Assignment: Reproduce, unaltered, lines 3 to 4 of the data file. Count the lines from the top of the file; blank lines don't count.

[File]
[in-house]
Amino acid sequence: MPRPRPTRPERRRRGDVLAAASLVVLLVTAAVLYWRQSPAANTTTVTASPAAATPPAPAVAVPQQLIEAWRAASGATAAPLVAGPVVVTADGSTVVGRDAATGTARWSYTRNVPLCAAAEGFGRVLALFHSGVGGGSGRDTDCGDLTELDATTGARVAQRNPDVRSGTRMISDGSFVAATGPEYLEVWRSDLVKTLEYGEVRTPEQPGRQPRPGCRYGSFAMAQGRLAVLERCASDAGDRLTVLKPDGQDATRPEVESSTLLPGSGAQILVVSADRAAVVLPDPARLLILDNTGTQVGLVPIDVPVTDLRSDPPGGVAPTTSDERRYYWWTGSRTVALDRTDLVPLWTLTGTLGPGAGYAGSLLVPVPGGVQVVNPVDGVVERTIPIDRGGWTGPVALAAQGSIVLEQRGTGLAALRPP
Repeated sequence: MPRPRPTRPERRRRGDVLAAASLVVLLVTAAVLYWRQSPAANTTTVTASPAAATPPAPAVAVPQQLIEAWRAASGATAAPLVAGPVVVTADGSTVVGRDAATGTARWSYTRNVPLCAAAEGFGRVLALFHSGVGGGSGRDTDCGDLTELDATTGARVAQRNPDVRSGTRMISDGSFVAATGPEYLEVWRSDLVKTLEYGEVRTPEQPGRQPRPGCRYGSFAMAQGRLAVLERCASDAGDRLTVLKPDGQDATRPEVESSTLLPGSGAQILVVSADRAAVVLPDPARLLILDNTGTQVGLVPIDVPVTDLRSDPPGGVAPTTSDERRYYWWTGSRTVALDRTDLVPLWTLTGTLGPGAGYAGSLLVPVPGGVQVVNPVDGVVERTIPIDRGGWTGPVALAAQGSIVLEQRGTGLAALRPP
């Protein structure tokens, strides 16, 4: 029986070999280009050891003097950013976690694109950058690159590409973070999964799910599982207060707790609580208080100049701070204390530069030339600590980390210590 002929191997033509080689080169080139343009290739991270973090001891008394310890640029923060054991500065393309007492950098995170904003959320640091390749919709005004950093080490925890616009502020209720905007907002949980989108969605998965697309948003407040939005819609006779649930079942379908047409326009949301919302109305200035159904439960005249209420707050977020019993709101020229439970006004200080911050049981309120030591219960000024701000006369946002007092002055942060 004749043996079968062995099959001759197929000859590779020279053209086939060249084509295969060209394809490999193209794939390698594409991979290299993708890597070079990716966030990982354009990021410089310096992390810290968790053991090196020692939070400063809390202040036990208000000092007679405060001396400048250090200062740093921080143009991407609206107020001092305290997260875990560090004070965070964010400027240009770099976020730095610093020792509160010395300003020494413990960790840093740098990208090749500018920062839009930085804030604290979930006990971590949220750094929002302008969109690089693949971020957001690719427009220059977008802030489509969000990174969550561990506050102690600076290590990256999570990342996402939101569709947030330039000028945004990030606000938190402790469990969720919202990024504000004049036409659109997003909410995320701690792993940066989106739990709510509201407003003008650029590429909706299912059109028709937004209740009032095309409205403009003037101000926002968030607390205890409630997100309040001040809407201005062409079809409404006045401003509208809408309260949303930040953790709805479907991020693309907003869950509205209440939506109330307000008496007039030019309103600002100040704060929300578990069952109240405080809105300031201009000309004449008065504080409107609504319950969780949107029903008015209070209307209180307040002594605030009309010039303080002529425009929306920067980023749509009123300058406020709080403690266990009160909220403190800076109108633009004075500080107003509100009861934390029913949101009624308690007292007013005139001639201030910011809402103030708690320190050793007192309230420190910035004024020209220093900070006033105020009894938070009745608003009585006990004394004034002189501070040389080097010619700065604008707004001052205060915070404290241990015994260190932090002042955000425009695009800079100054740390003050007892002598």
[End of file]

Repeated sequence: MPRPRPTRPERRRRGDVLAAASLVVLLVTAAVLYWRQSPAANTTTVTASPAAATPPAPAVAVPQQLIEAWRAASGATAAPLVAGPVVVTADGSTVVGRDAATGTARWSYTRNVPLCAAAEGFGRVLALFHSGVGGGSGRDTDCGDLTELDATTGARVAQRNPDVRSGTRMISDGSFVAATGPEYLEVWRSDLVKTLEYGEVRTPEQPGRQPRPGCRYGSFAMAQGRLAVLERCASDAGDRLTVLKPDGQDATRPEVESSTLLPGSGAQILVVSADRAAVVLPDPARLLILDNTGTQVGLVPIDVPVTDLRSDPPGGVAPTTSDERRYYWWTGSRTVALDRTDLVPLWTLTGTLGPGAGYAGSLLVPVPGGVQVVNPVDGVVERTIPIDRGGWTGPVALAAQGSIVLEQRGTGLAALRPP
């Protein structure tokens, strides 16, 4: 029986070999280009050891003097950013976690694109950058690159590409973070999964799910599982207060707790609580208080100049701070204390530069030339600590980390210590 002929191997033509080689080169080139343009290739991270973090001891008394310890640029923060054991500065393309007492950098995170904003959320640091390749919709005004950093080490925890616009502020209720905007907002949980989108969605998965697309948003407040939005819609006779649930079942379908047409326009949301919302109305200035159904439960005249209420707050977020019993709101020229439970006004200080911050049981309120030591219960000024701000006369946002007092002055942060 004749043996079968062995099959001759197929000859590779020279053209086939060249084509295969060209394809490999193209794939390698594409991979290299993708890597070079990716966030990982354009990021410089310096992390810290968790053991090196020692939070400063809390202040036990208000000092007679405060001396400048250090200062740093921080143009991407609206107020001092305290997260875990560090004070965070964010400027240009770099976020730095610093020792509160010395300003020494413990960790840093740098990208090749500018920062839009930085804030604290979930006990971590949220750094929002302008969109690089693949971020957001690719427009220059977008802030489509969000990174969550561990506050102690600076290590990256999570990342996402939101569709947030330039000028945004990030606000938190402790469990969720919202990024504000004049036409659109997003909410995320701690792993940066989106739990709510509201407003003008650029590429909706299912059109028709937004209740009032095309409205403009003037101000926002968030607390205890409630997100309040001040809407201005062409079809409404006045401003509208809408309260949303930040953790709805479907991020693309907003869950509205209440939506109330307000008496007039030019309103600002100040704060929300578990069952109240405080809105300031201009000309004449008065504080409107609504319950969780949107029903008015209070209307209180307040002594605030009309010039303080002529425009929306920067980023749509009123300058406020709080403690266990009160909220403190800076109108633009004075500080107003509100009861934390029913949101009624308690007292007013005139001639201030910011809402103030708690320190050793007192309230420190910035004024020209220093900070006033105020009894938070009745608003009585006990004394004034002189501070040389080097010619700065604008707004001052205060915070404290241990015994260190932090002042955000425009695009800079100054740390003050007892002598």